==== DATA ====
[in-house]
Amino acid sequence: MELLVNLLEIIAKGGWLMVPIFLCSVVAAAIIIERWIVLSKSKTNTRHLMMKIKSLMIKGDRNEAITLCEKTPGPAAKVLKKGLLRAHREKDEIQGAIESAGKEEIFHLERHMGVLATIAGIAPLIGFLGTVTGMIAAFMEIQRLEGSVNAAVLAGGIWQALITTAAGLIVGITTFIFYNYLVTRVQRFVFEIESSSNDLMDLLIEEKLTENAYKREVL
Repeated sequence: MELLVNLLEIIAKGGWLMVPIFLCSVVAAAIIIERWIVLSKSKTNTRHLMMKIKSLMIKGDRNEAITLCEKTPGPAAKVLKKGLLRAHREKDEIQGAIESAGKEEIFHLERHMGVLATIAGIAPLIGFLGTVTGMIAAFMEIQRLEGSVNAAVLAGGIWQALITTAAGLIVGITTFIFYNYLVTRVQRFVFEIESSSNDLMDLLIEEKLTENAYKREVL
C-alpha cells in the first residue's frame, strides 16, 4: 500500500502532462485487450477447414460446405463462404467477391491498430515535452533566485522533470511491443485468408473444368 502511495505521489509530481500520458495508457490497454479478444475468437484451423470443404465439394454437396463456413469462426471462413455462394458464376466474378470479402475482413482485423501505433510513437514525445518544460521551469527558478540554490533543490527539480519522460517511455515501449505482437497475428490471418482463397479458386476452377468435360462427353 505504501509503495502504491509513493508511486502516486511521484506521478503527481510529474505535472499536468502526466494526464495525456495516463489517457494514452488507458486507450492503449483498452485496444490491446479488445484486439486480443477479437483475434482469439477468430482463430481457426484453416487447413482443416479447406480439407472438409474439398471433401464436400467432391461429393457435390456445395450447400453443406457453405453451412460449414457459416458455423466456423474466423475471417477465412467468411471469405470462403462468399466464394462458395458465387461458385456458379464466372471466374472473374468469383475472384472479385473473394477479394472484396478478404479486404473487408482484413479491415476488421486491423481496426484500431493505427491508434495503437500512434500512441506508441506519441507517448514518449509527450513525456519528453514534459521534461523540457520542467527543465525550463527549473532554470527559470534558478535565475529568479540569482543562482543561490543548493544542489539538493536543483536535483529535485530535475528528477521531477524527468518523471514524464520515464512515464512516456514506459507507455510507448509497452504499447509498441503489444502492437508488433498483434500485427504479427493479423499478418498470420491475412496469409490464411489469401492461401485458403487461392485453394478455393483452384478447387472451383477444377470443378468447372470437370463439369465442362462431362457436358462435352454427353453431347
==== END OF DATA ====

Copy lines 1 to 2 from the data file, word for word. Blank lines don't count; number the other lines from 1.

[in-house]
Amino acid sequence: MELLVNLLEIIAKGGWLMVPIFLCSVVAAAIIIERWIVLSKSKTNTRHLMMKIKSLMIKGDRNEAITLCEKTPGPAAKVLKKGLLRAHREKDEIQGAIESAGKEEIFHLERHMGVLATIAGIAPLIGFLGTVTGMIAAFMEIQRLEGSVNAAVLAGGIWQALITTAAGLIVGITTFIFYNYLVTRVQRFVFEIESSSNDLMDLLIEEKLTENAYKREVL